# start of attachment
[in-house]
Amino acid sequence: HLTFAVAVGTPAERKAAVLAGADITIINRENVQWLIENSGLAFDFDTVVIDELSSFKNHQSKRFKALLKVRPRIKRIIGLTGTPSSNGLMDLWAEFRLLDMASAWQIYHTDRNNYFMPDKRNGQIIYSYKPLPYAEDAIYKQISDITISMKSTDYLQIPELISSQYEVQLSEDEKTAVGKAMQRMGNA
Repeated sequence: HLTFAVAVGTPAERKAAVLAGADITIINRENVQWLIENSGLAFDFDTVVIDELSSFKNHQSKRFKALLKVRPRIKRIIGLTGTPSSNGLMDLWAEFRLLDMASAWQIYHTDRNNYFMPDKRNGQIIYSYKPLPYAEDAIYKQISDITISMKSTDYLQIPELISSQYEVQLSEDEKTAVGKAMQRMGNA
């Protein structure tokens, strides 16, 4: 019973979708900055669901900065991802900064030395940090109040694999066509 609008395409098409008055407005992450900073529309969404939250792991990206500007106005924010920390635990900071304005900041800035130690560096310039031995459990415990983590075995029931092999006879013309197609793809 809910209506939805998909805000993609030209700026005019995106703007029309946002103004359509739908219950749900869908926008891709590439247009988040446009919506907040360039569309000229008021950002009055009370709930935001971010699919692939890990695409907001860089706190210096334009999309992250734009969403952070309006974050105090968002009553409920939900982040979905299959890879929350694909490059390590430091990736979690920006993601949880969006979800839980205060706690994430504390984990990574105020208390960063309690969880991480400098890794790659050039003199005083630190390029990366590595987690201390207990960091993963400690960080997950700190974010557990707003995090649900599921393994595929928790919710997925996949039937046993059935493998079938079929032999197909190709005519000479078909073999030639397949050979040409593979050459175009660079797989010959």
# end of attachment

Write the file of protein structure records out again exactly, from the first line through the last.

[in-house]
Amino acid sequence: HLTFAVAVGTPAERKAAVLAGADITIINRENVQWLIENSGLAFDFDTVVIDELSSFKNHQSKRFKALLKVRPRIKRIIGLTGTPSSNGLMDLWAEFRLLDMASAWQIYHTDRNNYFMPDKRNGQIIYSYKPLPYAEDAIYKQISDITISMKSTDYLQIPELISSQYEVQLSEDEKTAVGKAMQRMGNA
Repeated sequence: HLTFAVAVGTPAERKAAVLAGADITIINRENVQWLIENSGLAFDFDTVVIDELSSFKNHQSKRFKALLKVRPRIKRIIGLTGTPSSNGLMDLWAEFRLLDMASAWQIYHTDRNNYFMPDKRNGQIIYSYKPLPYAEDAIYKQISDITISMKSTDYLQIPELISSQYEVQLSEDEKTAVGKAMQRMGNA
């Protein structure tokens, strides 16, 4: 019973979708900055669901900065991802900064030395940090109040694999066509 609008395409098409008055407005992450900073529309969404939250792991990206500007106005924010920390635990900071304005900041800035130690560096310039031995459990415990983590075995029931092999006879013309197609793809 809910209506939805998909805000993609030209700026005019995106703007029309946002103004359509739908219950749900869908926008891709590439247009988040446009919506907040360039569309000229008021950002009055009370709930935001971010699919692939890990695409907001860089706190210096334009999309992250734009969403952070309006974050105090968002009553409920939900982040979905299959890879929350694909490059390590430091990736979690920006993601949880969006979800839980205060706690994430504390984990990574105020208390960063309690969880991480400098890794790659050039003199005083630190390029990366590595987690201390207990960091993963400690960080997950700190974010557990707003995090649900599921393994595929928790919710997925996949039937046993059935493998079938079929032999197909190709005519000479078909073999030639397949050979040409593979050459175009660079797989010959």